Macaulay, Mr. Chewett, and the two Treasurers, be a Committee of the
subscribers, with full power and authority to apply the moneys arising
from subscriptions, to the purpose contemplated: Provided, nevertheless,
that if any material difference of opinion should arise among them,
resort shall be had to a meeting of the subscribers to decide. That the
Church be built of stone, brick, or framed timber, as the Committee may
judge most expedient, due regard being had to the superior advantages of
a stone or brick building, if not counterbalanced by the additional
expense: That eight hundred pounds of lawful money, be the extent upon
which the Committee shall calculate their plan; but in the first
instance, they shall not expend beyond the sum of six hundred pounds (if
the amount of the sums subscribed and paid into the hands of the
Treasurers, together with the moneys which may be allowed by the British
Government, amount to so much), leaving so much of the work as can most
conveniently be dispensed with, to be completed by the remaining two
hundred pounds: Provided, however, that the said six hundred pounds be
laid out in such manner that Divine Worship can be performed with
decency in the Church: That the Committee do request the opinion of Mr.
Berczy, respecting the probable expenses which will attend the
undertaking, and respecting the materials to be preferred; due regard
being had to the amount of the fund, as aforesaid; and that after
obtaining his opinion, they do advertise their readiness to receive
proposals conformable thereto. N.B. The propriety of receiving
contributions in labour or materials is suggested to the Committee. A.
MacDonell, Secretary to the Meeting."

In the _Gazette and Oracle_ of June 4, 1803, D. Cameron and W. Allan are
inviting tenders for the supply of certain materials required for
"building a Church in this Town."

"Advertisement. Wanted. A quantity of Pine Boards and Scantling, Stones
and Lime, for building a Church in this Town. Any person inclined to
furnish any of these articles will please to give in their proposals at
the lowest prices, to the subscribers, to be laid before the Committee.
D. Cameron, W. Allan. York, 1st June, 1803."

It would seem that in July the determination was to build the Church of
stone.

"On Wednesday last, the 6th instant," says the _Oracle and Gazette_,
July 9th, 1803, "a meeting of the subscribers to the fund for erecting a
Church in this Town was held at the Government Buildings, on which
occasion it was unanimously resolved: That the said Church should be
built of Stone. That one hundred toises of Stone should accordingly be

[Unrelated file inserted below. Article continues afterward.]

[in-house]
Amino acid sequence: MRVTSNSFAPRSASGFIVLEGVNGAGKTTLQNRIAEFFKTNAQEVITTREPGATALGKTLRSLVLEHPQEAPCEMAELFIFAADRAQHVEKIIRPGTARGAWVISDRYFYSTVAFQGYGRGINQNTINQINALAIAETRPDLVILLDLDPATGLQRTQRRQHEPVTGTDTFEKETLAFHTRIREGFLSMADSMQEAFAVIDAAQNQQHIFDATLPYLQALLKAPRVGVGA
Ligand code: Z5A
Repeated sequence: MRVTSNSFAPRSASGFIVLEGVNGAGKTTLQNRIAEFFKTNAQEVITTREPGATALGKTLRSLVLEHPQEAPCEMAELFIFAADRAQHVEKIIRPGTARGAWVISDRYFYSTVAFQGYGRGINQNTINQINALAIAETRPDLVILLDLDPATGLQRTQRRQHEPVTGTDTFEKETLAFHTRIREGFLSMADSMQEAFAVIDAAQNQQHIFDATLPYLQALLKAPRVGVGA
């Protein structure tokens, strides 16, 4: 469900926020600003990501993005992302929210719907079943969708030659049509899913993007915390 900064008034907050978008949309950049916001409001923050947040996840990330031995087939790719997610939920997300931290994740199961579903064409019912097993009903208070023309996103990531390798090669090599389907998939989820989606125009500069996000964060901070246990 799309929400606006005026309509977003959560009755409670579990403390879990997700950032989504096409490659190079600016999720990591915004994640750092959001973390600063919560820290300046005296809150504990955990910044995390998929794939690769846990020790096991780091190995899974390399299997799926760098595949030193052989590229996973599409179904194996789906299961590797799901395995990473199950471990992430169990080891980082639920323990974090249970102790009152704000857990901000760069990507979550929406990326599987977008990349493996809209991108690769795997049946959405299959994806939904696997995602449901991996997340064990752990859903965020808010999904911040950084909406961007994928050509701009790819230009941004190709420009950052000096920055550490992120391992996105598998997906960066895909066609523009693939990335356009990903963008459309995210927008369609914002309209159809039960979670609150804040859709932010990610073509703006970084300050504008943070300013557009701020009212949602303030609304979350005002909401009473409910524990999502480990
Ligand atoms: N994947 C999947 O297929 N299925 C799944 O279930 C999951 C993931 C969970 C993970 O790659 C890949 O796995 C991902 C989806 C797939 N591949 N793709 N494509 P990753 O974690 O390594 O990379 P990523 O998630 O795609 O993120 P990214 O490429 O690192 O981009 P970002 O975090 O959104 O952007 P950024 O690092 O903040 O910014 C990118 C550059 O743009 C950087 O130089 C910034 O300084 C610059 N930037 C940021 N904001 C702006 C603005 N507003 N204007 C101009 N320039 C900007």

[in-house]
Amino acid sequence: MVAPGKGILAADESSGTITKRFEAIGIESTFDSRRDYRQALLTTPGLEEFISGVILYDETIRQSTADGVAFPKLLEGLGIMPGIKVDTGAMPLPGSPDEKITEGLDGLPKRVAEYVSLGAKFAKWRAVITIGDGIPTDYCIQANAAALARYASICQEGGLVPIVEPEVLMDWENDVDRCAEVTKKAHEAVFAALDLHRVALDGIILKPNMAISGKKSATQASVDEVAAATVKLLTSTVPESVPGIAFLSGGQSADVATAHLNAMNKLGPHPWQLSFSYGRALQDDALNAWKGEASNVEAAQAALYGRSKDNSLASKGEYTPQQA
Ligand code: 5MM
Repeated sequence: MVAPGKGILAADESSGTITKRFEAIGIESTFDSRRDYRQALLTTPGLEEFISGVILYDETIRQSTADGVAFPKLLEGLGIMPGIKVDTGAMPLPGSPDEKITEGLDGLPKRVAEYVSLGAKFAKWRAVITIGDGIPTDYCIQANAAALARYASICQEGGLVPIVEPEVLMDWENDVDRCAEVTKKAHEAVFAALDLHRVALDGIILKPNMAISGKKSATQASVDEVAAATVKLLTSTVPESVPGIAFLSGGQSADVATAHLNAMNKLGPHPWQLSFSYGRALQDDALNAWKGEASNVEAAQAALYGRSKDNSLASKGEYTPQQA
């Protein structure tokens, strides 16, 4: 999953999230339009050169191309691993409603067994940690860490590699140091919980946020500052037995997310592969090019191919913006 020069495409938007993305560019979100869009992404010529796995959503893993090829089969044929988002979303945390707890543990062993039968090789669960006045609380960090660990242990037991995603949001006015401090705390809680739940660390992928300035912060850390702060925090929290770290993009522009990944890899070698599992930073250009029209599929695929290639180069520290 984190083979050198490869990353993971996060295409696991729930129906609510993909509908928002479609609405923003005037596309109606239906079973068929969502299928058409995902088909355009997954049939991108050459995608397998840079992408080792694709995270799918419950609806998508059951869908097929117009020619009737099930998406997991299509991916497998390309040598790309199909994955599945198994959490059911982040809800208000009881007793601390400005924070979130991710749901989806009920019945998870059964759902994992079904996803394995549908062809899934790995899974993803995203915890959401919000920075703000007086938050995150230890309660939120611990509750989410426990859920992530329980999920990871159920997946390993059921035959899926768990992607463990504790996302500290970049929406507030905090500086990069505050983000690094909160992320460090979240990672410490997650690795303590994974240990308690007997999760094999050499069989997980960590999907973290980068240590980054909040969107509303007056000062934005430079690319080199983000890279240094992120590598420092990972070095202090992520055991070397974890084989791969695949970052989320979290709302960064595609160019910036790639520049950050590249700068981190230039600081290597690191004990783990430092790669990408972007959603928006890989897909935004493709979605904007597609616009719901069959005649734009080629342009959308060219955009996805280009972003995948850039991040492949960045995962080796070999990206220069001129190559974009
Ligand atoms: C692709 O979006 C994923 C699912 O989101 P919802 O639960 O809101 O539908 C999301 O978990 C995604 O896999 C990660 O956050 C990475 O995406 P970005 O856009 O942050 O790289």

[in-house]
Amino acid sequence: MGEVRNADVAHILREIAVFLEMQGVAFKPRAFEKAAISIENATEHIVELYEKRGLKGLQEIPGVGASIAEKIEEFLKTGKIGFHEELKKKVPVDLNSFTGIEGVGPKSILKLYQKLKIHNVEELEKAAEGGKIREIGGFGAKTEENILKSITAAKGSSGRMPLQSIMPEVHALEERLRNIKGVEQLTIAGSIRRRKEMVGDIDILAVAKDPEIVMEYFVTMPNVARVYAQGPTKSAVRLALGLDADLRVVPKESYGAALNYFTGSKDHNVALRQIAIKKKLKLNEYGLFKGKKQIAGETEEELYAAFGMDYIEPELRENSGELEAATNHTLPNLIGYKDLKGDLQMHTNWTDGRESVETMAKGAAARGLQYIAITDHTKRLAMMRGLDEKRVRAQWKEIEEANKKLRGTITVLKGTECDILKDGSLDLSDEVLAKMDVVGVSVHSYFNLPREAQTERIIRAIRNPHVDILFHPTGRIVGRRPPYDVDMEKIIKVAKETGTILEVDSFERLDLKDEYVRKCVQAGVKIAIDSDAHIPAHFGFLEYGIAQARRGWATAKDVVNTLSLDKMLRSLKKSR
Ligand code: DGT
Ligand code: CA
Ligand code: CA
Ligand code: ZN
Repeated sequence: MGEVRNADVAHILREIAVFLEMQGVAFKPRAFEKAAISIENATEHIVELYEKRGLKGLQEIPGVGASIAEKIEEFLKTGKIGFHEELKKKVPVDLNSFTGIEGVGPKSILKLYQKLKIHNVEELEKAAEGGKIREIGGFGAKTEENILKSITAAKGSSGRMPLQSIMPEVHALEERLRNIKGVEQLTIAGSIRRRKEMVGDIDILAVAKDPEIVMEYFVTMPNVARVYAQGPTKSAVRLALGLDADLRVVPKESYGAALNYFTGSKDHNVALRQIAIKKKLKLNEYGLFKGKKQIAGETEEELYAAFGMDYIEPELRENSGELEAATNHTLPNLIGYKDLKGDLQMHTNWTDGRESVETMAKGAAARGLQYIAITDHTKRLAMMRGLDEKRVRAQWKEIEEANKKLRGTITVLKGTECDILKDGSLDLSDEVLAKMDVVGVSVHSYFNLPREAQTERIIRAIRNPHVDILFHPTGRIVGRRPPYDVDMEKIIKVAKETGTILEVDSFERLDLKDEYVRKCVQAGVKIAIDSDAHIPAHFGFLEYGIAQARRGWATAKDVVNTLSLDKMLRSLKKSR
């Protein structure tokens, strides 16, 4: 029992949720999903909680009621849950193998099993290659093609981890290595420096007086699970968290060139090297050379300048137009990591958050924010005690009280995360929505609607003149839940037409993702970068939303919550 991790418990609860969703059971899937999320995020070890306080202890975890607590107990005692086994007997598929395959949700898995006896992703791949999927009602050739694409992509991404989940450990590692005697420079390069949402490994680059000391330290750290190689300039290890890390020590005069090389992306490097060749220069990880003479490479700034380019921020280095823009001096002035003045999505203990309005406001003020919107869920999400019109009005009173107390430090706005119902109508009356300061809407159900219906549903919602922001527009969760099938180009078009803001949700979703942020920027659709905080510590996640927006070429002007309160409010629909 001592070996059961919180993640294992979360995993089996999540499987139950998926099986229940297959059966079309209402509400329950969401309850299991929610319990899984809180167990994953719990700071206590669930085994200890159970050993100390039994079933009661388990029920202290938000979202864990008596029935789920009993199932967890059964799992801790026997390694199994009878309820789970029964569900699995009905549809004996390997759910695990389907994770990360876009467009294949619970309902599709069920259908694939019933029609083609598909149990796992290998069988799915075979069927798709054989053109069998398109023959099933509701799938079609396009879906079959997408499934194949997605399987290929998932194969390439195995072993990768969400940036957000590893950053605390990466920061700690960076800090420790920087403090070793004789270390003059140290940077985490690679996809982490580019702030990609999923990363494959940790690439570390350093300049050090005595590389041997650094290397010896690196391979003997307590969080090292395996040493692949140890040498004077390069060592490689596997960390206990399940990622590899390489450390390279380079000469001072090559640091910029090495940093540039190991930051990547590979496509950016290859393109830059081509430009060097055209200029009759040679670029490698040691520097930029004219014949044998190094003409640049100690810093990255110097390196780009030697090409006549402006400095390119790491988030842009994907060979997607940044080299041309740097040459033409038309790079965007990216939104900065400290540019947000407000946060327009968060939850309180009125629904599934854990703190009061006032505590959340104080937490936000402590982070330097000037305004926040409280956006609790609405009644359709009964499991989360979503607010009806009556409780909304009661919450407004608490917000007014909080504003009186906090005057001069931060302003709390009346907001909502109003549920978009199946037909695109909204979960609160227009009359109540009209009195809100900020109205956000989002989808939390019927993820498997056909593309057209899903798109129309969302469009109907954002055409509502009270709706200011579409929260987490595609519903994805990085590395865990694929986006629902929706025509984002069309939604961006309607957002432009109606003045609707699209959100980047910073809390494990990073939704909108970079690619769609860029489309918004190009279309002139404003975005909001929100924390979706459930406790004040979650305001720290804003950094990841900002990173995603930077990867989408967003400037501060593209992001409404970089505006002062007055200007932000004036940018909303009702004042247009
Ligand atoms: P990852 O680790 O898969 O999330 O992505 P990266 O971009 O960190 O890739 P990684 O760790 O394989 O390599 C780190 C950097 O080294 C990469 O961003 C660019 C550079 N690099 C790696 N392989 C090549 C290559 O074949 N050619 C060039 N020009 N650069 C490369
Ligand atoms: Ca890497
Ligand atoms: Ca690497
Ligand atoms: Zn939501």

contracted for without delay. That a quantity of two-inch pine plank,
not exceeding 6,000 feet, should also be laid in; and a reasonable
quantity of Oak studs, and Oak plank, for the window-frames and
sashes. - A future meeting we understand," the _Oracle_ adds, "will be
held in the course of the season, at which, when the different Estimates
and Proposals have been examined, and the extent which the fund will
reach, has been ascertained, something decisive will be settled."

The idea of building in stone appears to have been subsequently
relinquished; and a Church-edifice in wood was decided on. We are
informed that the Commandant of the Garrison, Col. Sheaffe, ordered his
men to assist in raising the frame.

In 1810, a portion of the church-plot was enclosed, at an expense of £1
5s. for rails, of which five hundred were required for the purpose. At
the same time the ground in front of the west-end, where was the
entrance, was cleared of stumps, at an expense of £3 15s. In that year
the cost for heating the building, and charges connected with the Holy
Communion, amounted to £1 7s. 6d., Halifax currency.

In 1813, Dr. Strachan succeeded Dr. Stuart as incumbent of the church;
and in 1818 he induced the congregation to effect some alterations in
the structure. From an advertisement in an early _Gazette_ of the year
1818, it will be seen that the ecclesiastical ideas in the ascendant
when the enlargement of the original building was first discussed, were
much more in harmony with ancient English Church usages, than those
which finally prevailed when the work was really done. With whomsoever
originating, the design at first was to extend the building eastward,
not southward; to have placed the Belfry at the west end, not at the
south; the Pulpit was to have been placed on the north side of the
Church; a South Porch was to have been erected. The advertisement
referred to reads as follows: - "Advertisement. Plans and Estimates for
enlarging and repairing the Church will be received by the subscribers
before the 20th of March, on which day a decision will be made, and the
Contractor whose proposals shall be approved of, must commence the work



Online LibraryHenry ScaddingToronto of old; collections and recollections illustrative of the early settlement and social life of the capital of Ontario → online text (page 12 of 59)